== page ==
It was quite exciting to watch. Mark, up in the tree, tied each section to a rope before cutting, then lowered it, using a pulley attached to the other tree, to Steve, the catcher, below.

It was messy

a giant pile of pick-up-sticks?

Steve cut up the logs into rounds

stacked them for firewood

and hauled the branchlets to the chipper (aptly named 'Tornado' brand)

Not everyone was pleased with the events of the day. The Brave Rupert hid under the bed. Alex went under too, to see what was happening.

Andy (our hero), still looking unsuccessfully for birch borers

The results? Here are some Before and After photos for comparison.





The verdict? I LOVE the new look! Lots of light, lots of space, and hmm, a new place to play.

Mar 1, 2010

Glovey..... oh, Glovey......

I started gardening by accident, and it didn't take long for me to realize I had to do something about my poor hands. My mom was the gardener in the family when I was a kid, and my unconscious role model. She never wore gloves that I remember.

I am a pianist. And while I am not the least bit vain about my hands in the conventional sense (fingernails as short as possible, no paint) I find gardening is probably not the ideal sport in terms of presentation and preservation of my physical apparatus. And while I love the feel of mud squidging through my fingers -- I then want it off my hands ASAP.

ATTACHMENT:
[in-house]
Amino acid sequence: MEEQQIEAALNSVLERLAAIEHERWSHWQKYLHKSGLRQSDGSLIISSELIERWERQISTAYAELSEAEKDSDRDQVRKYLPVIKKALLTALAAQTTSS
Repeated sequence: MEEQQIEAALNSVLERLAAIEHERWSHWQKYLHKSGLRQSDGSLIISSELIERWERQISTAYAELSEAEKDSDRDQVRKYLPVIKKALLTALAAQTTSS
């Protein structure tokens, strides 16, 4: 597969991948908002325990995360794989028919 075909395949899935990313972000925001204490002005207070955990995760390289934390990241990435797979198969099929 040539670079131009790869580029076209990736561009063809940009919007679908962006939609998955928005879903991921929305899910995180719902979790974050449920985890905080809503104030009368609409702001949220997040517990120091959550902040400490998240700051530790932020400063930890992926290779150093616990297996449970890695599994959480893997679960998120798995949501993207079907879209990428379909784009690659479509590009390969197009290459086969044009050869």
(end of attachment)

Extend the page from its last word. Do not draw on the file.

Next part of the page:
So. Gloves seemed like the answer. I started with el cheapo green and yellow canvas gloves from the hardware store. In my first garden, in the perennially wet clay soil of the redwood forest, gloves were soaked through within a minute. Being a bit slow to grasp the possibilities of owning multiple pairs of gloves, I philosophically gardened with my single pair of wet gloves.

When we moved to Bend, my garden soil changed to dry, abrasive, volcanic sand. Canvas gloves now stayed dry but the fingers wore through in a week or less. Thinking leather gloves would be sturdier, I visited the small local glove company ('Hunters: we'll buy your deerskins!') and bought a delightful pair. They lasted no longer than the canvas ones. I tried heavier leather, but I couldn't grab things and after they got wet, they dried stiff as boards